CompTIA research found that the “diversity discussion” in the tech industry can be contradictory. On one hand, 80 percent of employees in this industry express satisfaction with diversity efforts at their companies, and 87 percent say they’ve worked in a department made up of a diverse group of individuals. But on the other hand, 45 percent of tech industry employees say the industry hasn’t put enough effort into promoting diversity.
Justin Ho, CEO and Co-Founder of rideOS, sheds some light on why this ambiguity exists and what ISVs can do to increase diversity among their teams.
Why should ISVs make diversity a priority?
Ho: Inclusivity and diversity aren’t just trendy buzz words. They’re crucial aspects of team-building. People of different races, sexual orientations, and other differentiating factors all bring something unique to the table. Our focus on diversity stems from respecting all kinds of people and enjoying the differences that it brings to our company.
We cultivate a diverse workforce because it is necessary to serve the unique needs of our global customer base, it leads to more creativity and innovation, and it pushes the world forward. Companies do not solely exist to maximize profit, but we also have broader responsibilities to the world to help reduce inequality and to do good.
At rideOS, we work to recognize, embrace, and promote individual differences in identity. We strive to be an environment where the intersectionalities in our identities and the ways our identities overlap are also celebrated, as they form our unique perspectives on the world. And ultimately, we recognize that in the same way we push to build groundbreaking technology, we must also push to build a team that breaks the status quo.
Does the problem of a homogeneous tech workforce begin when students choose their career paths?
Ho: I think the lack of diversity stems from before students choose their career paths, it begins at an early age. Most students are only exposed to a small subset of possible career paths during their education, and what they’re exposed to is heavily influenced by their parents, environment and socioeconomic status. While it’s great to see more STEM exposure through an increase in educational STEM toys, and mentorships programs such as Girls Who Code, children’s books introducing them to basic coding concepts, etc., there is still so much more to be done to enable equal access to technology exposure for all children.
Are there ways for the industry to encourage women and minorities to pursue tech degrees?
Ho: No matter what your company size or budget is, there are numerous ways to promote women and minorities to pursue tech degrees. You can partner with companies that help others enter tech roles such as Hackbright Academy or App Academy. You can enable folks from your engineering team to mentor students currently pursuing tech degrees and, of course, attending events at local universities or larger conferences such as the oSTEM Conference.
The first step is to create a safe place where people can freely share their opinions and perspectives. Then, to talk about it. Create an environment that is not only focused on sharing but also emphasizes active listening. Define what diversity means, and what it does not.
Businesses can organize events and activities that celebrate employee differences, including holidays and identities. Organizations can give their employees a voice by creating a blog where they can write about what diversity in the workplace means to them. Additionally, companies can encourage their employees to volunteer in organizations that serve the needs of underrepresented segments of the population.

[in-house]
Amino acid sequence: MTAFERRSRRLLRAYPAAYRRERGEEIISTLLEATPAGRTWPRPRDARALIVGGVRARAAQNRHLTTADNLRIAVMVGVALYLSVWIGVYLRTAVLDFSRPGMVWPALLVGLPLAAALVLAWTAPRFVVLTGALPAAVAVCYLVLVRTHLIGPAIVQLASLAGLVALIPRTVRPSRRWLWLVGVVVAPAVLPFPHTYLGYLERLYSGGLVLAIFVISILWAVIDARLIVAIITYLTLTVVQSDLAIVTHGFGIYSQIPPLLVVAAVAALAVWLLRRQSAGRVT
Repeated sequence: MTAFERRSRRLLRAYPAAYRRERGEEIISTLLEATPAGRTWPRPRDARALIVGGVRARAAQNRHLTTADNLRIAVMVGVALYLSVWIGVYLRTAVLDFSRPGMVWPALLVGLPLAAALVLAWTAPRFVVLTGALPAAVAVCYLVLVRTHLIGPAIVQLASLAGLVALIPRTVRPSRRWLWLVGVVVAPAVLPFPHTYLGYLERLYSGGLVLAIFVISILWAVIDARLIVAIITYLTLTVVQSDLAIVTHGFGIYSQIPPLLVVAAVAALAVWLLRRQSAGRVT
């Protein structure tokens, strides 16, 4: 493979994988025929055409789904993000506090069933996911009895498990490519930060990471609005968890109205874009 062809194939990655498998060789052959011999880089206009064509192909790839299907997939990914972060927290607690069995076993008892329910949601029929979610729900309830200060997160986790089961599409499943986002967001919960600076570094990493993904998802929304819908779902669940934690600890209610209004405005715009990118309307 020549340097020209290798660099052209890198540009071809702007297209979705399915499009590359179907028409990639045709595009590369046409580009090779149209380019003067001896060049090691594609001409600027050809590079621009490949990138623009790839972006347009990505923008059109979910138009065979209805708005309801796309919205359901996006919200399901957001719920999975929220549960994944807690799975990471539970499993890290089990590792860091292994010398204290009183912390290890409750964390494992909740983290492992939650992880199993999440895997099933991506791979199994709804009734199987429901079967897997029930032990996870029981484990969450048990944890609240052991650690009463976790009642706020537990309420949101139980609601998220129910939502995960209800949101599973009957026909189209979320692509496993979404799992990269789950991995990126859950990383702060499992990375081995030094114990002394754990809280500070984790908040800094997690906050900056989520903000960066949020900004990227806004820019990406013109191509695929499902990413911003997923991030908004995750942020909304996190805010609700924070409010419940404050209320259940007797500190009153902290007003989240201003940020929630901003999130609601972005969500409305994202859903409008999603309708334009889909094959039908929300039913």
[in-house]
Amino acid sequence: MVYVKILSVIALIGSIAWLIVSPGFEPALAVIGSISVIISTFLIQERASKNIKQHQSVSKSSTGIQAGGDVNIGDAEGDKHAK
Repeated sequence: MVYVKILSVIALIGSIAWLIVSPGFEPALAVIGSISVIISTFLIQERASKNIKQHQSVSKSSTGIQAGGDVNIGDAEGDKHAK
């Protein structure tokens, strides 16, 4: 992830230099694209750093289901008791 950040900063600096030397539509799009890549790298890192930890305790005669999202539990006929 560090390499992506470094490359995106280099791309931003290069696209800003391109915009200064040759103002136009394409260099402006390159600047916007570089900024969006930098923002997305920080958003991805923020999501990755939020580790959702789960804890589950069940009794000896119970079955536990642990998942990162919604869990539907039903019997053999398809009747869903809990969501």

One recent activity we did at rideOS was organized by one of our Employee Resource Groups, “SWAG” (Society of Women and Gender Minorities), which meets monthly to discuss relevant issues to gender in the workplace. The last meeting was an open meeting where we did a Tech Privilege Walk similar to this one. It was a great way to start a conversation internally about these important topics and reflect on how we can create a more inclusive environment as a team.
What are the benefits of building a diverse team?
Ho: According to research conducted by CompTIA, 64 percent of respondents feel that an organization with a diverse employee base is more likely to produce innovation than an organization lacking a diverse employee base. The National Center for Women & Information Technology analyzed 2,360 companies around the world and found that gender diversity in management and amongst teams generated positive outcomes related to profit margins, growth, and innovation.
It’s only natural that products built by diverse teams are more likely to appeal to a greater variety of users. In the mobility industry, this is crucial — we are building technology that aims to make the world more accessible to all types of people.
What advice would you give a manager whose team is comprised solely of white males?
Ho: Set aside a two-hour time block, and take some time to reflect upon the current demographics within the team. Ask yourself, how much does diversity matter to you? Is this a problem you want to tackle? Do some research on why diversity matters, and what diversity even means. The first step is admitting that your team would be better served by being more diverse.
Next, sit down with the team, create a safe place, and talk about the problem. You may want to consider asking a leader of an organization focused on increasing diversity to come in and talk about the problem and solutions.
Early on at rideOS, we invited Tiffany Yu, CEO and Founder of Diversability with a mission to rebrand disability through the power of community to come in and talk to us. This conversation helped to jumpstart our view and subsequent policies, hiring criteria, and mentorship program.